I have recently become intrigued about Laura Kipnis's views on feminism. This new interest is in conjunction with some other issues I have been thinking about regarding PC, trigger warnings, victimisation as well as certain fears reserved for women.
My view on trigger warnings so far has been the following: if it doesn't hurt anyone to do them, why not provide them? After a discussion with a friend, she suggested that no one has had a problem with the messages that prelude films, indicating any sexual scenes or aggressive language etc. This seemed compelling and viable and made me wonder why all of a sudden warnings akin to these should be considered controversial. I felt that so long as no one is excused from course material in a university class, a trigger warning may be helpful. Moreover, who am I to judge what someone else may find harmful, offensive or traumatic, as this of course differs depending not only on identity politics, but also on personal experience?
Identifying as a feminist through and through, I was interested to hear more about Kipnis's views on victimisation and female agency.
I suspect this is the first of many blog posts on these issues.
Below include some quotes from Kipnis's essay 'Sexual Paranoia Strikes Academe' published in The Chronicle of Higher Education, March 2015.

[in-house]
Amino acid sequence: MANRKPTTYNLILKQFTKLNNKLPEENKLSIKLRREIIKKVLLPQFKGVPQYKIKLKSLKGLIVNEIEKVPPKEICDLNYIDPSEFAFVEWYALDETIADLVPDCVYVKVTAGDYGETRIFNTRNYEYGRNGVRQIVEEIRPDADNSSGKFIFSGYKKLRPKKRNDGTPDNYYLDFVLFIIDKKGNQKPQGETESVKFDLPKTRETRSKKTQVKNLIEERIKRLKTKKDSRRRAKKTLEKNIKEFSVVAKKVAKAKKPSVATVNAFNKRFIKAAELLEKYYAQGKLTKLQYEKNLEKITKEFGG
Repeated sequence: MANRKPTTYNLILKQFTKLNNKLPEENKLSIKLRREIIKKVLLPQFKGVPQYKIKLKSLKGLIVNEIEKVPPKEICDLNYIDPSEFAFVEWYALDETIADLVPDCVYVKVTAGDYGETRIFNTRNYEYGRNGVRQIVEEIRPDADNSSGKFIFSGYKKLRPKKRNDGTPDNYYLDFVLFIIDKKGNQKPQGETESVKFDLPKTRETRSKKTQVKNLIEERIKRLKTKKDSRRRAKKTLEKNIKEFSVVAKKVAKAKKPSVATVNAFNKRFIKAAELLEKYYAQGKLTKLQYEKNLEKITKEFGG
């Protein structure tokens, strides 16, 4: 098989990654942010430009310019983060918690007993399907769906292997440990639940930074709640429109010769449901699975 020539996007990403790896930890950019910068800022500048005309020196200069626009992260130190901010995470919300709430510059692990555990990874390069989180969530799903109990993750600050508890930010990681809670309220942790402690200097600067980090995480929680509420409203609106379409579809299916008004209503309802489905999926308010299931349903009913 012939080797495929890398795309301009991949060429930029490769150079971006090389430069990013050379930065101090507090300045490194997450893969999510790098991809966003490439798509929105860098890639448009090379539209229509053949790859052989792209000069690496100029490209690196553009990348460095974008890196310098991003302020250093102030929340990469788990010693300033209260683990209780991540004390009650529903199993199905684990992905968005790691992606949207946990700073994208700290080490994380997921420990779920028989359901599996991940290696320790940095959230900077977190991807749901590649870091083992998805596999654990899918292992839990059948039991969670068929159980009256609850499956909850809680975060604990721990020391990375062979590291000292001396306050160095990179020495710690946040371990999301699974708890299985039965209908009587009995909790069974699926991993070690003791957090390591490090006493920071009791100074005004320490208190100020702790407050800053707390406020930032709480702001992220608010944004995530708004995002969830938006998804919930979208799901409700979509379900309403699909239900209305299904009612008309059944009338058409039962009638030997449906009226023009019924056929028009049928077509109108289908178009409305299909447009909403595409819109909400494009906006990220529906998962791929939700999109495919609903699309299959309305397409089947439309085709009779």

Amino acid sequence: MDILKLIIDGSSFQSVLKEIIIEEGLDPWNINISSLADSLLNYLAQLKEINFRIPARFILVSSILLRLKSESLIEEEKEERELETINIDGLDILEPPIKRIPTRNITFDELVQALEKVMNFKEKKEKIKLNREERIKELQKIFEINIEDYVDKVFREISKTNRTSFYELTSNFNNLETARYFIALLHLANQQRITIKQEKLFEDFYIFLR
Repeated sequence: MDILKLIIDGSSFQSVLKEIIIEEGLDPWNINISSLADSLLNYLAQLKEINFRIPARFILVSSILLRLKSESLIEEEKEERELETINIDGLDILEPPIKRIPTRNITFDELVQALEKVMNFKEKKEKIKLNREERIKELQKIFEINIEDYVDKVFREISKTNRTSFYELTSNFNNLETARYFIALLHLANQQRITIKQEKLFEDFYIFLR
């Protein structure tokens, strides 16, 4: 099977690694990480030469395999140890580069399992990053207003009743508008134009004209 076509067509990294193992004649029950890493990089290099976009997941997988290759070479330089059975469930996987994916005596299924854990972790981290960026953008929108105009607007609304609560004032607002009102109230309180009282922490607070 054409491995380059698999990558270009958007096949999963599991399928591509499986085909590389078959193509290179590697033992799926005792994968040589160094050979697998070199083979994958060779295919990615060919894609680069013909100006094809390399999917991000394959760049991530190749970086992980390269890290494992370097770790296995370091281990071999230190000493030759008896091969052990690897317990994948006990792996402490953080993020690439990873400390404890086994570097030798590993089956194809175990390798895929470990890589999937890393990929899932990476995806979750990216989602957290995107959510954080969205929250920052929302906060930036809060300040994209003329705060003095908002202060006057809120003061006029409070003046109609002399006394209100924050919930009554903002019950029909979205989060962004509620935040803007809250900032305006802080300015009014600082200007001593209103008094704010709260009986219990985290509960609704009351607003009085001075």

The link to the article: http://laurakipnis.com/wp-content/uploads/2010/08/Sexual-Paranoia-Strikes-Academe.pdf
“somehow power seemed a lot less powerful back then”
“It’s the fiction of the all-powerful professor embedded in the new campus codes that appalls me”
“I’d always thought inappropriateness was pretty much the definition of humor—I believe Freud would agree. Why all this delicacy? Students were being encouraged to regard themselves as such exquisitely sensitive creatures that an errant classroom remark could impede their education, as such hothouse flowers that an unfunny joke was likely to create lasting trauma”
“Let’s face it: Other people’s sexuality is often just weird and creepy. Sex is leaky and anxiety-ridden; intelligent people can be oblivious about it. Of course the gulf between desire and knowledge has long been a tragicomic staple”
“but what do we expect will become of students, successfully cocooned from uncomfortable feelings, once they leave the sanctuary of academe for the boorish badlands of real life?”
“What struck me most, hearing the story, was how incapacitated this woman had felt, despite her advanced degree and accomplishments”
“Get real: What’s more powerful—a professor who crosses the line, or the shaming capabilities of social media?”
“These days the desire persists, but what’s shifted is the direction of the arrows. Now it’s parents—or their surrogates, teachers—who do all the desiring; children are conveniently returned to innocence. So long to childhood sexuality, the most irksome part of the Freudian story”
“The feminism I identified with as a student stressed independence and resilience. In the intervening years, the climate of sanctimony about student vulnerability has grown too thick to penetrate; no one dares question it lest you’re labeled antifeminist”
“Sexual paranoia reigns; students are trauma cases waiting to happen. If you wanted to produce a pacified, cowering citizenry, this would be the method. And in that sense, we’re all the victims”